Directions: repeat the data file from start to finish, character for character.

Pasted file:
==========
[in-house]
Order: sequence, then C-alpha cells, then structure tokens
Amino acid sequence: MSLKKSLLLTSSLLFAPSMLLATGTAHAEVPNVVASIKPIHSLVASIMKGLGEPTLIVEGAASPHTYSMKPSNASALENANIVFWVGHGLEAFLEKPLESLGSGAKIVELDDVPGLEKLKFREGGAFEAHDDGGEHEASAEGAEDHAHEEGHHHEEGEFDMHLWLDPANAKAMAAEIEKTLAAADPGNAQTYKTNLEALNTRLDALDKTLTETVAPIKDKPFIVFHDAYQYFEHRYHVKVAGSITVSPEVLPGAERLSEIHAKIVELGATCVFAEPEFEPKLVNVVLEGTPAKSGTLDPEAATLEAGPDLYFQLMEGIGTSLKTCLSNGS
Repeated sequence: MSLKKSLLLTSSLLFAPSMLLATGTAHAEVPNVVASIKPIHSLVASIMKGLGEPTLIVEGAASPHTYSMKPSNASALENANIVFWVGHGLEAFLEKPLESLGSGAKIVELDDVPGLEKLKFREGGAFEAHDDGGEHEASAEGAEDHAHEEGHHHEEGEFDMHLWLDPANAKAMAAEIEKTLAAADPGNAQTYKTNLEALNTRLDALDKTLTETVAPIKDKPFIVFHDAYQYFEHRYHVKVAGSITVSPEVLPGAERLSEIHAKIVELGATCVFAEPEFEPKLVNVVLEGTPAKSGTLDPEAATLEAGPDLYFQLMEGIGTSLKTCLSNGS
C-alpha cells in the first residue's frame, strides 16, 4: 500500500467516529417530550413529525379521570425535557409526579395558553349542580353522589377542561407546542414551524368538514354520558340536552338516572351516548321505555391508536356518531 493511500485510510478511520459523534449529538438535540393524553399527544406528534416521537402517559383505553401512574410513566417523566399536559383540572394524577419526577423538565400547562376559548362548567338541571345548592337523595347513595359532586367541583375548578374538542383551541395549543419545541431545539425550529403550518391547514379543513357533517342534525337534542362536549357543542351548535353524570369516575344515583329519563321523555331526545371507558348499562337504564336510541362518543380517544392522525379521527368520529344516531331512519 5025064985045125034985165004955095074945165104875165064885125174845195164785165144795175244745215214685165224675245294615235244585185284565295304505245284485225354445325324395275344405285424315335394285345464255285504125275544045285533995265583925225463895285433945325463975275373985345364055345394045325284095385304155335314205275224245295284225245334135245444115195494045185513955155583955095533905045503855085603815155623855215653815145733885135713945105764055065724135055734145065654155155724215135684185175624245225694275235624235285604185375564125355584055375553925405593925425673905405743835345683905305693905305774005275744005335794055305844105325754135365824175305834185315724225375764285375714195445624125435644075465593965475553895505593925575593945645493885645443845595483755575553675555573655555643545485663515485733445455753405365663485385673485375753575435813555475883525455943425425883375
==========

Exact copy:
[in-house]
Order: sequence, then C-alpha cells, then structure tokens
Amino acid sequence: MSLKKSLLLTSSLLFAPSMLLATGTAHAEVPNVVASIKPIHSLVASIMKGLGEPTLIVEGAASPHTYSMKPSNASALENANIVFWVGHGLEAFLEKPLESLGSGAKIVELDDVPGLEKLKFREGGAFEAHDDGGEHEASAEGAEDHAHEEGHHHEEGEFDMHLWLDPANAKAMAAEIEKTLAAADPGNAQTYKTNLEALNTRLDALDKTLTETVAPIKDKPFIVFHDAYQYFEHRYHVKVAGSITVSPEVLPGAERLSEIHAKIVELGATCVFAEPEFEPKLVNVVLEGTPAKSGTLDPEAATLEAGPDLYFQLMEGIGTSLKTCLSNGS
Repeated sequence: MSLKKSLLLTSSLLFAPSMLLATGTAHAEVPNVVASIKPIHSLVASIMKGLGEPTLIVEGAASPHTYSMKPSNASALENANIVFWVGHGLEAFLEKPLESLGSGAKIVELDDVPGLEKLKFREGGAFEAHDDGGEHEASAEGAEDHAHEEGHHHEEGEFDMHLWLDPANAKAMAAEIEKTLAAADPGNAQTYKTNLEALNTRLDALDKTLTETVAPIKDKPFIVFHDAYQYFEHRYHVKVAGSITVSPEVLPGAERLSEIHAKIVELGATCVFAEPEFEPKLVNVVLEGTPAKSGTLDPEAATLEAGPDLYFQLMEGIGTSLKTCLSNGS
C-alpha cells in the first residue's frame, strides 16, 4: 500500500467516529417530550413529525379521570425535557409526579395558553349542580353522589377542561407546542414551524368538514354520558340536552338516572351516548321505555391508536356518531 493511500485510510478511520459523534449529538438535540393524553399527544406528534416521537402517559383505553401512574410513566417523566399536559383540572394524577419526577423538565400547562376559548362548567338541571345548592337523595347513595359532586367541583375548578374538542383551541395549543419545541431545539425550529403550518391547514379543513357533517342534525337534542362536549357543542351548535353524570369516575344515583329519563321523555331526545371507558348499562337504564336510541362518543380517544392522525379521527368520529344516531331512519 5025064985045125034985165004955095074945165104875165064885125174845195164785165144795175244745215214685165224675245294615235244585185284565295304505245284485225354445325324395275344405285424315335394285345464255285504125275544045285533995265583925225463895285433945325463975275373985345364055345394045325284095385304155335314205275224245295284225245334135245444115195494045185513955155583955095533905045503855085603815155623855215653815145733885135713945105764055065724135055734145065654155155724215135684185175624245225694275235624235285604185375564125355584055375553925405593925425673905405743835345683905305693905305774005275744005335794055305844105325754135365824175305834185315724225375764285375714195445624125435644075465593965475553895505593925575593945645493885645443845595483755575553675555573655555643545485663515485733445455753405365663485385673485375753575435813555475883525455943425425883375